Salesforce is most commonly abbreviated as sfdc (Salesforce dot com), presumably because San Francisco was unwilling to share the shorter acronym. Or, at least that’s my rationale for the extraneous ‘dc’.
I’m sure someone will tell me I’m wrong. As someone who is relatively new to sfdc, I can say this with confidence: everyone thinks they have a better answer. Answers are solutions and, whether or not others know they are right, their livelihood depends on them appearing right.
And, if they smell your lack of confidence, they pounce and you start questioning everything. Time is wasted validating what you already knew to be true because someone with x2-3 more certifications asked “are you sure?”
Which get’s to my point: the ‘dc’ should be short for ‘demands confidence’.
Side note, there is nothing wrong with asking the question, “is this your best work?” Admiral Rickover, dubbed the “Father of the Nuclear Navy” was famous for asking his subordinates if they had done their best. One of those subordinates was a future President of the United States. The “are you sure?” without any insight to a better solution, however, is malignant.
I recently had this experience; I was made to question everything and go back to the drawing board, only to discover weeks later that my initial research was correct. For background, I was attempting to send personalized, one-to-one, variable data emails on behalf of other sfdc users that appeared in the sender’s sent folder and avoided the dreaded “sent on behalf of” disclaimer in the email headers (dreaded because it is a spam flag, reduces open rates, and comes across as disingenuous).
Note: I will detail the full solution in a Salesforce how-to post by next week. Tl;dr – it isn’t possible using declarative sfdc tools (or even Pardot). You need a third party like Zapier, Microsoft Flow, or to develop your own app.
Point is, I researched and experimented. I did (with all respects to Admiral Rickover) my best work. But when I presented my efforts to the organization’s Sysadmin, he questioned whether or not what I was attempting was possible inside the declarative sfdc ecosystem.
And he did it with a simple “are you sure?”
That was my moment. I should have said “yes. absolutely” or, at the very least asked, “what leaves you to believe I’m wrong?”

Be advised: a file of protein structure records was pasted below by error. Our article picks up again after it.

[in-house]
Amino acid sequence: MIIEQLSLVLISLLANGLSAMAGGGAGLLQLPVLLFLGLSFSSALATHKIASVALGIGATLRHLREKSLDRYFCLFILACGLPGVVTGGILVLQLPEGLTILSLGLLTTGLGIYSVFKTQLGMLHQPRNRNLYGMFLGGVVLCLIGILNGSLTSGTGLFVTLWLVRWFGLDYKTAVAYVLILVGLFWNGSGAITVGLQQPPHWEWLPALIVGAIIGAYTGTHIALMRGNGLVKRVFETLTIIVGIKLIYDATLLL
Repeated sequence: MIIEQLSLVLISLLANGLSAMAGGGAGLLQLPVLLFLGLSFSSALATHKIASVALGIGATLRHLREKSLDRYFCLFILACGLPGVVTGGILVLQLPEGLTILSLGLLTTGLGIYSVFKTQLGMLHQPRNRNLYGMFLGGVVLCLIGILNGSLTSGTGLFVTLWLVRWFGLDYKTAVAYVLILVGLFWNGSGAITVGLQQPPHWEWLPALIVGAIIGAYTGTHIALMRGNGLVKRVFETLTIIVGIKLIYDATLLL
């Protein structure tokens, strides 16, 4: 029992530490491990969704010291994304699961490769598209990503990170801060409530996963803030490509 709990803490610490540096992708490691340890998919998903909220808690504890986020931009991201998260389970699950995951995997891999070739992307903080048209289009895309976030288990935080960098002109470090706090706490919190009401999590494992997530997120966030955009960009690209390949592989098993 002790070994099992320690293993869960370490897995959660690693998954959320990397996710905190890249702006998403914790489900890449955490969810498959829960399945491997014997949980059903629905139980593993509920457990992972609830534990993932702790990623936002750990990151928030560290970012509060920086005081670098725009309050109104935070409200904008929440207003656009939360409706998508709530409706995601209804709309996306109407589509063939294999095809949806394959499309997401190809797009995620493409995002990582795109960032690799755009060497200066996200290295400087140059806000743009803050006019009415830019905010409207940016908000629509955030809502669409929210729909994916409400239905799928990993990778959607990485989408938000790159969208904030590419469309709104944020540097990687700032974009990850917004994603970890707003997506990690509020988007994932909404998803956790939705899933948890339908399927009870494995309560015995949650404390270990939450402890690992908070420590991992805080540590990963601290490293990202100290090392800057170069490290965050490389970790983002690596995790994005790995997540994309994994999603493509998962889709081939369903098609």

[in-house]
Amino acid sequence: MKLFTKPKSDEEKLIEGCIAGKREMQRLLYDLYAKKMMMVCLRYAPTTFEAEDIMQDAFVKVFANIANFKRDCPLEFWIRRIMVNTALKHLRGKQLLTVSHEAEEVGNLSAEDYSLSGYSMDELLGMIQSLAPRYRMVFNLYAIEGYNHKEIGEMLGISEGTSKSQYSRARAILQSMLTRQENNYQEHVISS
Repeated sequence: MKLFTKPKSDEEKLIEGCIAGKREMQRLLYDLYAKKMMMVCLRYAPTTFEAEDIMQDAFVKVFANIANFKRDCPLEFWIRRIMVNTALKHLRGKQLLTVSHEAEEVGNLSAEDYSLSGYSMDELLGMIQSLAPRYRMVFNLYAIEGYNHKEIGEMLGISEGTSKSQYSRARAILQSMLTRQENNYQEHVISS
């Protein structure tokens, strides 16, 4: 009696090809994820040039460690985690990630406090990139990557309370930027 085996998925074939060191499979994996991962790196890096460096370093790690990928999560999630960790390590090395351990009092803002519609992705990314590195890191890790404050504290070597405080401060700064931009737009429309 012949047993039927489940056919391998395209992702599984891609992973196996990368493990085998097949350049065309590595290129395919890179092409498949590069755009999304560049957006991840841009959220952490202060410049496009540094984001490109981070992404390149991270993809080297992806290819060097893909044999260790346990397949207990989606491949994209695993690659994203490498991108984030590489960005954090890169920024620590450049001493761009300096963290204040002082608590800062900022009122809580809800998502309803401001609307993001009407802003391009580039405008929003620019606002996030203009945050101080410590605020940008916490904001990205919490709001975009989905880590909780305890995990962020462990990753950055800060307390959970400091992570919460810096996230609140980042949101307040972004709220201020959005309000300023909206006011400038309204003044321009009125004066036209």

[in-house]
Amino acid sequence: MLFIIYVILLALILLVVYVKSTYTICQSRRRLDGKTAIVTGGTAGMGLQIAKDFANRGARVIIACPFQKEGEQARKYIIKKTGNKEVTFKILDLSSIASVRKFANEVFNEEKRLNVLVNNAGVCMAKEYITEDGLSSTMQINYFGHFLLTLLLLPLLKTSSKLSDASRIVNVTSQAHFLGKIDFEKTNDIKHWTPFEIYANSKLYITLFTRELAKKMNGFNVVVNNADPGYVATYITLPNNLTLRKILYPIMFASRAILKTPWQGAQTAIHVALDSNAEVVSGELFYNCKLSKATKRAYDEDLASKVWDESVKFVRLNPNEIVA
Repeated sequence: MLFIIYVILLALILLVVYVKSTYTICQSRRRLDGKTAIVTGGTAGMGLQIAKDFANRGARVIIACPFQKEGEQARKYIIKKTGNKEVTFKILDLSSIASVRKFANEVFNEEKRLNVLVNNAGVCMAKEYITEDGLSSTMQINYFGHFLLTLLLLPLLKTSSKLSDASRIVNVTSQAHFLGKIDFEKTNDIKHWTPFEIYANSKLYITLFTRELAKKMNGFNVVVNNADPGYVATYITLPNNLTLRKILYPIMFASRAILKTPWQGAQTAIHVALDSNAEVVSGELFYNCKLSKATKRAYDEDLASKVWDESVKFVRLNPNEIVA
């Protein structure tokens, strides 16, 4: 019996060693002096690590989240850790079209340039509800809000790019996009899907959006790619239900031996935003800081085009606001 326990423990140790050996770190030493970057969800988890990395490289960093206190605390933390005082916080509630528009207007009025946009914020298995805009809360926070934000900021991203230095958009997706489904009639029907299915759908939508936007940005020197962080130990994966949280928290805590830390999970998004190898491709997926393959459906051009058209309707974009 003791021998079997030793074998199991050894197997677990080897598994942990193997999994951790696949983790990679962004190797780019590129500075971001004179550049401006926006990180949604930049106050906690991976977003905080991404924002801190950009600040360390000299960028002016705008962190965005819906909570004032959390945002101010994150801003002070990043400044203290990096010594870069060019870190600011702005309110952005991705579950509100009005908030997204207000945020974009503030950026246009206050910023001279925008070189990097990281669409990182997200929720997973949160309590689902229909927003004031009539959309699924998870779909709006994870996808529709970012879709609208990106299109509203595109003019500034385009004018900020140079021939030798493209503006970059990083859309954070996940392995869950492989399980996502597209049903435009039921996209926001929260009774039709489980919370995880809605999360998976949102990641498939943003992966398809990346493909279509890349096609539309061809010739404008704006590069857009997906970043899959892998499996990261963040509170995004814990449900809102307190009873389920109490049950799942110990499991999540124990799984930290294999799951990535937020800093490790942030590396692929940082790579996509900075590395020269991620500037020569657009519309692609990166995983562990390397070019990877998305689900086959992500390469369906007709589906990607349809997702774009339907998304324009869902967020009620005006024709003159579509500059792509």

Because I can say this next part with confidence
I (now) know I was right. It took me three weeks of painstaking research to be sure but, I can say this with confidence, as of Salesforce’s Spring 2019’s release, native declarative tools will not allow automations to send variable data emails on behalf of other users. You must to use an outside system like Zapier or Microsoft Flow. I’m still not sure if Marketo (and others like it) can do it (they probably can, others have told me that’s how they would do it).
If I’m wrong, correct me in the comments.
And a word about caution
Salesforce bakes caution into their platform. Your production environment can be sandboxed with a single click, you can have unlimited developer editions, and there’s Trailhead’s playgrounds as well. On top of that, you can’t deploy Apex w/o writing test classes that test and validate your code.
As strange as it sounds, that caution is liberating. The sandbox is my safe space where I can break everything and restart with new lessons learned. I can fail quickly and failure is the only guaranteed way to gain confidence.
Going back to the lessons of Admiral Rickover and the “are you sure?” Sysadmin. Because that sysadmin doubted my solution, I learned two valuable lessons
1.) How to code in sfdc’s programatic toolset
2.) To be more confident next time
Oh and one more tidbit on confidence. If you want to learn how body language can help us feel more confident, you should check out Amy Cuddy’s Ted Talk from 2012.